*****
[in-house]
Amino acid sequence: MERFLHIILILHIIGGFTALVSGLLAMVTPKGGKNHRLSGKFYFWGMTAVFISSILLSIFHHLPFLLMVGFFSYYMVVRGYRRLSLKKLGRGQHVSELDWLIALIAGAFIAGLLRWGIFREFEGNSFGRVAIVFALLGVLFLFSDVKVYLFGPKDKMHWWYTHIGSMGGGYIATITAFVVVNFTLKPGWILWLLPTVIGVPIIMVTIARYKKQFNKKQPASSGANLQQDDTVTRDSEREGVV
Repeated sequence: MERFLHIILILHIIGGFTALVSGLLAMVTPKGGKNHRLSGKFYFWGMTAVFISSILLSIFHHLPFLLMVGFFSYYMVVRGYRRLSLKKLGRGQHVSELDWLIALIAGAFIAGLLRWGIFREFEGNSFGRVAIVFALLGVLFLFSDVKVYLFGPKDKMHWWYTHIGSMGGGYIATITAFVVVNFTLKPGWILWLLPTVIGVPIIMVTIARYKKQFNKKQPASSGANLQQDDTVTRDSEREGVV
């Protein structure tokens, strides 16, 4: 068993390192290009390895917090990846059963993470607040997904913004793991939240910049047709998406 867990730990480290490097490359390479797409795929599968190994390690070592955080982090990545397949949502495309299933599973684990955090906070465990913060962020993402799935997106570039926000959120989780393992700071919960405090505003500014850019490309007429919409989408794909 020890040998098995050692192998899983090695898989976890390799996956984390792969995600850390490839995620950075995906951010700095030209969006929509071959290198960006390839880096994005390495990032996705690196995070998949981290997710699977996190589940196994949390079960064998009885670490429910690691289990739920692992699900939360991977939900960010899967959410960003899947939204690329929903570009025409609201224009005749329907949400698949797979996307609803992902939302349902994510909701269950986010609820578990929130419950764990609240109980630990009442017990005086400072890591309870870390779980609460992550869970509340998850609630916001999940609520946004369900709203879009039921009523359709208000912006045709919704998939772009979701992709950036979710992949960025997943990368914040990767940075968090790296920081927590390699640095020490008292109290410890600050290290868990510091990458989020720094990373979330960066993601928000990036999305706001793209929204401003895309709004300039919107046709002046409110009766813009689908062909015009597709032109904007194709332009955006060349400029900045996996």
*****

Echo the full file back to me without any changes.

[in-house]
Amino acid sequence: MERFLHIILILHIIGGFTALVSGLLAMVTPKGGKNHRLSGKFYFWGMTAVFISSILLSIFHHLPFLLMVGFFSYYMVVRGYRRLSLKKLGRGQHVSELDWLIALIAGAFIAGLLRWGIFREFEGNSFGRVAIVFALLGVLFLFSDVKVYLFGPKDKMHWWYTHIGSMGGGYIATITAFVVVNFTLKPGWILWLLPTVIGVPIIMVTIARYKKQFNKKQPASSGANLQQDDTVTRDSEREGVV
Repeated sequence: MERFLHIILILHIIGGFTALVSGLLAMVTPKGGKNHRLSGKFYFWGMTAVFISSILLSIFHHLPFLLMVGFFSYYMVVRGYRRLSLKKLGRGQHVSELDWLIALIAGAFIAGLLRWGIFREFEGNSFGRVAIVFALLGVLFLFSDVKVYLFGPKDKMHWWYTHIGSMGGGYIATITAFVVVNFTLKPGWILWLLPTVIGVPIIMVTIARYKKQFNKKQPASSGANLQQDDTVTRDSEREGVV
């Protein structure tokens, strides 16, 4: 068993390192290009390895917090990846059963993470607040997904913004793991939240910049047709998406 867990730990480290490097490359390479797409795929599968190994390690070592955080982090990545397949949502495309299933599973684990955090906070465990913060962020993402799935997106570039926000959120989780393992700071919960405090505003500014850019490309007429919409989408794909 020890040998098995050692192998899983090695898989976890390799996956984390792969995600850390490839995620950075995906951010700095030209969006929509071959290198960006390839880096994005390495990032996705690196995070998949981290997710699977996190589940196994949390079960064998009885670490429910690691289990739920692992699900939360991977939900960010899967959410960003899947939204690329929903570009025409609201224009005749329907949400698949797979996307609803992902939302349902994510909701269950986010609820578990929130419950764990609240109980630990009442017990005086400072890591309870870390779980609460992550869970509340998850609630916001999940609520946004369900709203879009039921009523359709208000912006045709919704998939772009979701992709950036979710992949960025997943990368914040990767940075968090790296920081927590390699640095020490008292109290410890600050290290868990510091990458989020720094990373979330960066993601928000990036999305706001793209929204401003895309709004300039919107046709002046409110009766813009689908062909015009597709032109904007194709332009955006060349400029900045996996």